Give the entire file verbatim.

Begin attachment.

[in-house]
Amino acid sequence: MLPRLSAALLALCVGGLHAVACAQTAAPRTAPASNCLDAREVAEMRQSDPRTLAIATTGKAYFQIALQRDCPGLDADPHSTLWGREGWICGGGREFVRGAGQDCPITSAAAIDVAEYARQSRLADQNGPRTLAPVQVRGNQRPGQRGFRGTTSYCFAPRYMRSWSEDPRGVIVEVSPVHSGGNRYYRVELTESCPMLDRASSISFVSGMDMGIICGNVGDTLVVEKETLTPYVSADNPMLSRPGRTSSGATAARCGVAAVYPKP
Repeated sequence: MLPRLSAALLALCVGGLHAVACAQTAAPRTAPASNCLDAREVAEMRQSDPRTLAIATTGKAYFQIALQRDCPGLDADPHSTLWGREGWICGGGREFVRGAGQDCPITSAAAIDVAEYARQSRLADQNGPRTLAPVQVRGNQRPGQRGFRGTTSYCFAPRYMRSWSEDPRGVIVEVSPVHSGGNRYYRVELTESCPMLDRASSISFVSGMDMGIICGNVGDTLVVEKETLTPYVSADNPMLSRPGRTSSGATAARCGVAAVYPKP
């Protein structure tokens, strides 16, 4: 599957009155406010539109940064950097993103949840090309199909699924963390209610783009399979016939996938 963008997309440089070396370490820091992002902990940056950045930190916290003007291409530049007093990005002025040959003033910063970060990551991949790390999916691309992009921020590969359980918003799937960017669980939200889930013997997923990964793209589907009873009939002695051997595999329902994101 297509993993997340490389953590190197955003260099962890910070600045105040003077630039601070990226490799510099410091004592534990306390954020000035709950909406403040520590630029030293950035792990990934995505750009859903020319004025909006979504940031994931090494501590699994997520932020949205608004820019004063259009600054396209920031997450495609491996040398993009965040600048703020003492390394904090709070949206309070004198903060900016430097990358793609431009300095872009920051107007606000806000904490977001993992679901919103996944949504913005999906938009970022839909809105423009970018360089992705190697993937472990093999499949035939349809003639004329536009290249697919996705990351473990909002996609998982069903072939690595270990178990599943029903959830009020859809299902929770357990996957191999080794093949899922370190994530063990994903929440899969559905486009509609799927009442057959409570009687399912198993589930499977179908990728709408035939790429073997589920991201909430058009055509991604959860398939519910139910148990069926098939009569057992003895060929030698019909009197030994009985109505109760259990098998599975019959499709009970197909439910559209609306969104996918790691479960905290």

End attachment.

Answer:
[in-house]
Amino acid sequence: MLPRLSAALLALCVGGLHAVACAQTAAPRTAPASNCLDAREVAEMRQSDPRTLAIATTGKAYFQIALQRDCPGLDADPHSTLWGREGWICGGGREFVRGAGQDCPITSAAAIDVAEYARQSRLADQNGPRTLAPVQVRGNQRPGQRGFRGTTSYCFAPRYMRSWSEDPRGVIVEVSPVHSGGNRYYRVELTESCPMLDRASSISFVSGMDMGIICGNVGDTLVVEKETLTPYVSADNPMLSRPGRTSSGATAARCGVAAVYPKP
Repeated sequence: MLPRLSAALLALCVGGLHAVACAQTAAPRTAPASNCLDAREVAEMRQSDPRTLAIATTGKAYFQIALQRDCPGLDADPHSTLWGREGWICGGGREFVRGAGQDCPITSAAAIDVAEYARQSRLADQNGPRTLAPVQVRGNQRPGQRGFRGTTSYCFAPRYMRSWSEDPRGVIVEVSPVHSGGNRYYRVELTESCPMLDRASSISFVSGMDMGIICGNVGDTLVVEKETLTPYVSADNPMLSRPGRTSSGATAARCGVAAVYPKP
């Protein structure tokens, strides 16, 4: 599957009155406010539109940064950097993103949840090309199909699924963390209610783009399979016939996938 963008997309440089070396370490820091992002902990940056950045930190916290003007291409530049007093990005002025040959003033910063970060990551991949790390999916691309992009921020590969359980918003799937960017669980939200889930013997997923990964793209589907009873009939002695051997595999329902994101 297509993993997340490389953590190197955003260099962890910070600045105040003077630039601070990226490799510099410091004592534990306390954020000035709950909406403040520590630029030293950035792990990934995505750009859903020319004025909006979504940031994931090494501590699994997520932020949205608004820019004063259009600054396209920031997450495609491996040398993009965040600048703020003492390394904090709070949206309070004198903060900016430097990358793609431009300095872009920051107007606000806000904490977001993992679901919103996944949504913005999906938009970022839909809105423009970018360089992705190697993937472990093999499949035939349809003639004329536009290249697919996705990351473990909002996609998982069903072939690595270990178990599943029903959830009020859809299902929770357990996957191999080794093949899922370190994530063990994903929440899969559905486009509609799927009442057959409570009687399912198993589930499977179908990728709408035939790429073997589920991201909430058009055509991604959860398939519910139910148990069926098939009569057992003895060929030698019909009197030994009985109505109760259990098998599975019959499709009970197909439910559209609306969104996918790691479960905290």